I have a DD image taken from the raw HDD image (/dev/sdb). This image file contains an XFS filesystem that I need to mount. It is much too large to restore to disks (2.6TB img file) so I would like to mount it using loopback.

However, the partition table becomes a problem. I tried to determine the partitions offset using both parted and fdisk -lu. Parted returns "unrecognized disk label", fdisk -lu shows me a blank partition table.

How would you recommend finding the partition start so that I can mount it with -o loop

  • sfidsk does not show me the partition table. "No partitions found" I used head -c 15000 sdb.img in order to see what I was looking at. I then did some researcha nd saw that it is a LVM volumegroup meta data. Contains things like dev_size, pe_start, pe_count. etc
    – coderego
    Apr 18 '11 at 19:42
  • how are you using those tools?
    – Keith
    Apr 18 '11 at 20:05
  • I am using the tools through bash with sudo.
    – coderego
    Apr 18 '11 at 21:04

The kpartx command will do all the work for you of detecting where the partitions exist and setting up loop devices with the appropriate offsets.

# kpartx -l /dev/ganderData/example-sysdisk
ganderData-example--sysdisk-1 : 0 497952 /dev/ganderData/example-sysdisk 63
ganderData-example--sysdisk-2 : 0 62412525 /dev/ganderData/example-sysdisk 498015

# kpartx -a /dev/ganderData/example-sysdisk
# mount /dev/mapper/ganderData-example--sysdisk-2 /mnt/tmp

See if testdisk can find your partition labels. You can try and see if kpartx can find and enable it first:

# kpartx -a -v image

Also remember to try those two things on a copy of the image. You don't want to destroy your backup image with tests.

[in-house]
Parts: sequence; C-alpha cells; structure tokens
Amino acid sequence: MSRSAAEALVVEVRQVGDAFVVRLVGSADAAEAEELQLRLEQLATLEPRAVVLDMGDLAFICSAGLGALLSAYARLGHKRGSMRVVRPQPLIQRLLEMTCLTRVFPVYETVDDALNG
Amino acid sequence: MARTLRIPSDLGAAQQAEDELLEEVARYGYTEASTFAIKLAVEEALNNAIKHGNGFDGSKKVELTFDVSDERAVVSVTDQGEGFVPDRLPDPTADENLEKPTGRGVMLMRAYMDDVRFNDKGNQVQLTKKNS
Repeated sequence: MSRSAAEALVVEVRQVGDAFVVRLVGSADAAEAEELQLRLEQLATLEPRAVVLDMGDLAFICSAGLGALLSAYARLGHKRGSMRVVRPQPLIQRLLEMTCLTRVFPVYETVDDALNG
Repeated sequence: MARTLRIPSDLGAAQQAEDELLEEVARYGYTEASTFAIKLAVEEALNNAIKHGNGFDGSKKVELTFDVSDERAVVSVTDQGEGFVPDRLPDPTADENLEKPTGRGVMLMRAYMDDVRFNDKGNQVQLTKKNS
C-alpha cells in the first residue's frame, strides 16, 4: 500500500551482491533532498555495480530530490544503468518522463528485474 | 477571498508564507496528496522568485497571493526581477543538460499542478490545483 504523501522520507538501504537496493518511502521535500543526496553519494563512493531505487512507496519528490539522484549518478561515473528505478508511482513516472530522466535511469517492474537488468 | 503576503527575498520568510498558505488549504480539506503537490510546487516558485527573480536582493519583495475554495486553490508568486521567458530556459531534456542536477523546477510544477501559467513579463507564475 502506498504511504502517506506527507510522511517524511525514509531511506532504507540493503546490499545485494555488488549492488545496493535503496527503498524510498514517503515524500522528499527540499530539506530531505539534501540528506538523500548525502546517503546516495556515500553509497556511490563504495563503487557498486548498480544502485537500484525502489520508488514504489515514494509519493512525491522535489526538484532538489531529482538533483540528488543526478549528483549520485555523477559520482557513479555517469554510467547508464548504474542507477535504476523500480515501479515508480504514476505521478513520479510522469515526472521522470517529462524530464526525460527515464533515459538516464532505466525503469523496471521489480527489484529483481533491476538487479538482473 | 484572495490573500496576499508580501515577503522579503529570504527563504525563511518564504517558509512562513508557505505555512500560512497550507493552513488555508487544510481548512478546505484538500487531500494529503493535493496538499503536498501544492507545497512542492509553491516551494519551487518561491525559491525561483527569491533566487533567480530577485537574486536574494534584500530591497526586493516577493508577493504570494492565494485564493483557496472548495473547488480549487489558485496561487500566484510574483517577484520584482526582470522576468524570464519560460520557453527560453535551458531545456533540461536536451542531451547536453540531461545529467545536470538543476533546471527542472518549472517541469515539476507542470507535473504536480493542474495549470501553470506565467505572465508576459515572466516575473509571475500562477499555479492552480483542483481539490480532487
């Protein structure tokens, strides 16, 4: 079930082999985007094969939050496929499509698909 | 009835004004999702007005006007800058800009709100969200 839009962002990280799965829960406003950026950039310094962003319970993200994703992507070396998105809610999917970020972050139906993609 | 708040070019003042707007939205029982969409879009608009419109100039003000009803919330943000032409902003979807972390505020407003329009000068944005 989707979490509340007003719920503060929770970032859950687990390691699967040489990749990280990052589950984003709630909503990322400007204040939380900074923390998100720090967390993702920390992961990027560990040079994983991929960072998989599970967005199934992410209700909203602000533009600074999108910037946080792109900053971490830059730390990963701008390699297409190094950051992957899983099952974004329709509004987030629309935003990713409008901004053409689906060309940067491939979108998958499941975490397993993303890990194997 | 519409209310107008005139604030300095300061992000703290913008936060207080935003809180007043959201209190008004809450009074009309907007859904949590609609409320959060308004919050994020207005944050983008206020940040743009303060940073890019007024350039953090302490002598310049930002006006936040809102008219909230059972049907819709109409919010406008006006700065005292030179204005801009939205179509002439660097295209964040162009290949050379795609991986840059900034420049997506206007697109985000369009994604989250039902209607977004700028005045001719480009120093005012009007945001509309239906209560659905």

You can use sfdisk to dump the partition table of the image. Pretty well any of the *fdisk variants will do so, but some complain more than others. This will enable you to calculate the offset of the partition.


Run file - </dev/sdb to see what you actually have on the disk, since it doesn't seem to be an image of a disk with a PC partition system.

Given your comment, you probably have an LVM physical volume. So first associate a block device to it with losetup, then register the loop device as a physical volume and go on from there.

losetup -fv /path/to/image/file
pvs  # will show /dev/loop99 (for some value of 99) as a physical volume
vgs  # will show the VG(s) on /dev/loop99
lvs  # will show the LV(s) on the VG(s) on /dev/loop99
mount /dev/mapper/groupname-volumename /mnt
vgchange -an groupname
losetup -u /dev/loop99

kpartx was mentioned twice and you should use it! This post will give you some pratice with kpartx &Co.: Can I "atomically" swap a raid5 drive in Linux software raid?

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